Friday, June 23, 2017
Phra Visuddhisamvarathera, known as Ajahn Brahmavamso, or simply Ajahn Brahm (born Peter Betts on 7 August 1951), is a British Theravada Buddhist monk. Currently Brahm is the Abbot of Bodhinyana Monastery, in Serpentine, Western Australia, the Spiritual Director of the Buddhist Society of Western Australia, Spiritual Adviser to the Buddhist Society of Victoria, Spiritual Adviser to the Buddhist Society of South Australia, Spiritual Patron of the Buddhist Fellowship in Singapore, Patron of the Brahm Centre in Singapore, Spiritual Patron of the Bodhikusuma Centre in Sydney, and most recently, Spiritual Adviser to the Anukampa Bhikkhuni Project in the UK.
On 22 October 2009 Brahm along with Bhante Sujato facilitated an ordination ceremony for bhikkhunis where four female Buddhists, Venerable Ajahn Vayama, and Venerables Nirodha, Seri and Hasapanna, were ordained into the Western Theravada bhikkhuni sangha.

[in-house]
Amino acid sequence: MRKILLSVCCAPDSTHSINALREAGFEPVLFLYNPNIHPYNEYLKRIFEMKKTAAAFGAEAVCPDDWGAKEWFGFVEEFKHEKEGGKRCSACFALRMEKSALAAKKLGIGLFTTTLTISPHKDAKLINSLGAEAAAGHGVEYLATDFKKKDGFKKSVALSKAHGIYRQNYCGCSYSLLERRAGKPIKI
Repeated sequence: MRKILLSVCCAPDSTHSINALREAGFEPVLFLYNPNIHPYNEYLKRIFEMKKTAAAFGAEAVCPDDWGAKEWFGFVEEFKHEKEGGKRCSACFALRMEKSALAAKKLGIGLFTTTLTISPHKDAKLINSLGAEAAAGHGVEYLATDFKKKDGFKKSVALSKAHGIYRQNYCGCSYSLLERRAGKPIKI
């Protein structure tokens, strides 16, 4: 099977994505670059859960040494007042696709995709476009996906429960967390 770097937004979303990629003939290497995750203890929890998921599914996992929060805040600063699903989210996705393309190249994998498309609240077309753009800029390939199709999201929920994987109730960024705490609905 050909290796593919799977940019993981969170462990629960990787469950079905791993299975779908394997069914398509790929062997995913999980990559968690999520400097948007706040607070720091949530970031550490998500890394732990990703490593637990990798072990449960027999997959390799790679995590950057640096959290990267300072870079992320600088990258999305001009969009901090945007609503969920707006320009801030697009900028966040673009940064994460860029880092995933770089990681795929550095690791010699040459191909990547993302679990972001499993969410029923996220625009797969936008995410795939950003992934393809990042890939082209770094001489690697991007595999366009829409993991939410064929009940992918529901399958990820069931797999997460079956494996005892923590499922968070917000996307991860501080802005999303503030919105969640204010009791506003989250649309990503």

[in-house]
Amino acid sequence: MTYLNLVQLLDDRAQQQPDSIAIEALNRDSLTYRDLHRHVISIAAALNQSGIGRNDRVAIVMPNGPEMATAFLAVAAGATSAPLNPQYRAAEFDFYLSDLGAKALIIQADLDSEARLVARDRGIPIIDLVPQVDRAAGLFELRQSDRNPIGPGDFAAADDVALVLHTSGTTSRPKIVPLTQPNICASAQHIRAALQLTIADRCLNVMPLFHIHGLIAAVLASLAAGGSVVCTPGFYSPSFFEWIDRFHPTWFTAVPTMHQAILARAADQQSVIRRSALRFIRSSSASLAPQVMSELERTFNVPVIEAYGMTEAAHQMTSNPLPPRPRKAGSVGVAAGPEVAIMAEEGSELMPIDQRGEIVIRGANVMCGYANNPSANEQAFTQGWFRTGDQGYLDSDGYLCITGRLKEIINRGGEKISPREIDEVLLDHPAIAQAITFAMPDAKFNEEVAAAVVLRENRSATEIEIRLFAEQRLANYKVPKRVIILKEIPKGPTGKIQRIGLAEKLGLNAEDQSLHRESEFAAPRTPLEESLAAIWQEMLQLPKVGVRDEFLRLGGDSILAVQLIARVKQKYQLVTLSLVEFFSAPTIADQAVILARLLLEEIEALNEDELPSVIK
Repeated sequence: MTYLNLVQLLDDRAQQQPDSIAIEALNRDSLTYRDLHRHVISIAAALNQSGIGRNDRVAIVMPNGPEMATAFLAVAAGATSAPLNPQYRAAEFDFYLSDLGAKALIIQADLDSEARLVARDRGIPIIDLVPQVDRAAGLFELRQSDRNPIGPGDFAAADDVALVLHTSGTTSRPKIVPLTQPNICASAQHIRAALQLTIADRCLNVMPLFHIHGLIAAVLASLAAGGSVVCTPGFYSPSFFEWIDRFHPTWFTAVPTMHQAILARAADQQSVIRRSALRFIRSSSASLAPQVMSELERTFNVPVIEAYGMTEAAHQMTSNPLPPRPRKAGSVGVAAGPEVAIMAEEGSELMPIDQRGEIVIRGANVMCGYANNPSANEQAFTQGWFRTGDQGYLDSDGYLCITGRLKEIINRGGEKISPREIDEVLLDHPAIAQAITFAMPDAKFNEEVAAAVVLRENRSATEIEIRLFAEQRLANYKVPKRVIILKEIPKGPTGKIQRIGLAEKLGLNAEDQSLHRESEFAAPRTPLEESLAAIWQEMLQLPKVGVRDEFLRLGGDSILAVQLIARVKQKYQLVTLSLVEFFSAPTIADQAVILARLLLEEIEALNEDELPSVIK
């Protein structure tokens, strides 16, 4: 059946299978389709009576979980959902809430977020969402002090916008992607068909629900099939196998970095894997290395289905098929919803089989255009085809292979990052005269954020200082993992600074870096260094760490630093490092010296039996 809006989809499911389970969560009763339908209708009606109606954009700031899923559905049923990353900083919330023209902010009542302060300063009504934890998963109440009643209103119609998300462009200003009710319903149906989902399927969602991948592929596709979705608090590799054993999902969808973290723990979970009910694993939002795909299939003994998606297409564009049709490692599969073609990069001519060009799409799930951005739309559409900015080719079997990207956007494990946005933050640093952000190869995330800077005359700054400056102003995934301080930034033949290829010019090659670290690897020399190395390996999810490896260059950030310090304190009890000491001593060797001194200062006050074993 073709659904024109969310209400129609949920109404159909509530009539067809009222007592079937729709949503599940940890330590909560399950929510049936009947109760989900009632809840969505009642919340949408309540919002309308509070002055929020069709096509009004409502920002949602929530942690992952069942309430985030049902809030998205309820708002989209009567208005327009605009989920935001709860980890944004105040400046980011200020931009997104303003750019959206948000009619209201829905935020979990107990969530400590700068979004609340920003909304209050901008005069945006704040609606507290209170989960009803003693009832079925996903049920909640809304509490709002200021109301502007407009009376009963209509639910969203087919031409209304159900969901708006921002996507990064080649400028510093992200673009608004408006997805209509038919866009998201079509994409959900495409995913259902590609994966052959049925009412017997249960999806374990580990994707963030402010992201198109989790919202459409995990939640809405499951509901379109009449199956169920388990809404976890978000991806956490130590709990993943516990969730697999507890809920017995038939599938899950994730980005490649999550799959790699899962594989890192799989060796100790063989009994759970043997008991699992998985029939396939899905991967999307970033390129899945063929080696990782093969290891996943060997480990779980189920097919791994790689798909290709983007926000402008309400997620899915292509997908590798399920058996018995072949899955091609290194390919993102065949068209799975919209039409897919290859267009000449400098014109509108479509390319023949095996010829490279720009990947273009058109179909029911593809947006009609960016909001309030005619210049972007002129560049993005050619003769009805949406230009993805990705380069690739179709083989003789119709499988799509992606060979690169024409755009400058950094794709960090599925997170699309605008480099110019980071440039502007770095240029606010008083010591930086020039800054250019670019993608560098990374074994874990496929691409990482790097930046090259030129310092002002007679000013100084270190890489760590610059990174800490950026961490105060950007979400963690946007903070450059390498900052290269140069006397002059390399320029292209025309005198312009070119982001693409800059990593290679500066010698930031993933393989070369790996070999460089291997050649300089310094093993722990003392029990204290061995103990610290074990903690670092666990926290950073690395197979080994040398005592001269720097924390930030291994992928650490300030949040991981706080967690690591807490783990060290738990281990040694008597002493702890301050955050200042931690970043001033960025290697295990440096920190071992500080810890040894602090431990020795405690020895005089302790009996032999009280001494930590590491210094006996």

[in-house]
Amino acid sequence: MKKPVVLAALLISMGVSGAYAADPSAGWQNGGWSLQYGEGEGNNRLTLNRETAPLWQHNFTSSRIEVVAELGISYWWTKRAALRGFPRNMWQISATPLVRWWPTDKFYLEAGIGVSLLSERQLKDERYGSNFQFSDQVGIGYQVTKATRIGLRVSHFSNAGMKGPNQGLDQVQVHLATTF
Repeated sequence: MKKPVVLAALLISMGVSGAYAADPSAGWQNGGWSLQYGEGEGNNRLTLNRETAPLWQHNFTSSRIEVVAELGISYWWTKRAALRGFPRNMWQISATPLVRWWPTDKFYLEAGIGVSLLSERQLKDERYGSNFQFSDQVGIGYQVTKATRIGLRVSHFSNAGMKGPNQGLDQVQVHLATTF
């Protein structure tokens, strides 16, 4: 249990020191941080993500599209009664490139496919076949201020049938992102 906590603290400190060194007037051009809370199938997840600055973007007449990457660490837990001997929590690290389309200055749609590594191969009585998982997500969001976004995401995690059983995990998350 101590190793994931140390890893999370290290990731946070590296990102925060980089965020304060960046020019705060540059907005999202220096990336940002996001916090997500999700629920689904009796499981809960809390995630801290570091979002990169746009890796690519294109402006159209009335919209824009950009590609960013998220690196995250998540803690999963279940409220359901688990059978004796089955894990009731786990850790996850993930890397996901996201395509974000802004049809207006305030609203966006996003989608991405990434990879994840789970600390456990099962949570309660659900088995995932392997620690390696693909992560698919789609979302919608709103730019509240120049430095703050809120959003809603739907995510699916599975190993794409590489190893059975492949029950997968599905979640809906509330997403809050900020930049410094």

The ordination ceremony took place at Ajahn Brahm's Bodhinyana Monastery at Serpentine (near Perth, WA), Australia. There is no consensus in the wider tradition that bhikkhuni ordinations could be valid, having last been performed in Theravada communities over 1,000 years ago, though the matter has been under active discussion for some time. Brahm claims that there is no valid historical basis for denying ordination to bhikkunis.
I thought too when I was a young monk in Thailand that the problem was a legal problem, that the bhikkhuni order couldn’t be revived. But having investigated and studied, I’ve found out that many of the obstacles we thought were there aren’t there at all. Someone like Bhikkhu Bodhi [a respected Theravada scholar-monk] has researched the Pali Vinaya and his paper is one of the most eloquent I’ve seen – fair, balanced, comes out on the side of “It’s possible, why don’t we do this?”
For his actions of 22 October 2009, on 1 November 2009, at a meeting of senior members of the Thai monastic sangha, held at Wat Pah Pong, Ubon Ratchathani, Thailand, Brahm was removed from the Ajahn Chah Forest Sangha lineage and is no longer associated with the main monastery in Thailand, Wat Pah Pong, nor with any of the other Western Forest Sangha branch monasteries of the Ajahn Chah tradition.
Whilst still a junior monk, Brahm was asked to undertake the compilation of an English-language guide to the Buddhist monastic code - the vinaya - which later became the basis for monastic discipline in many Theravadan monasteries in Western countries.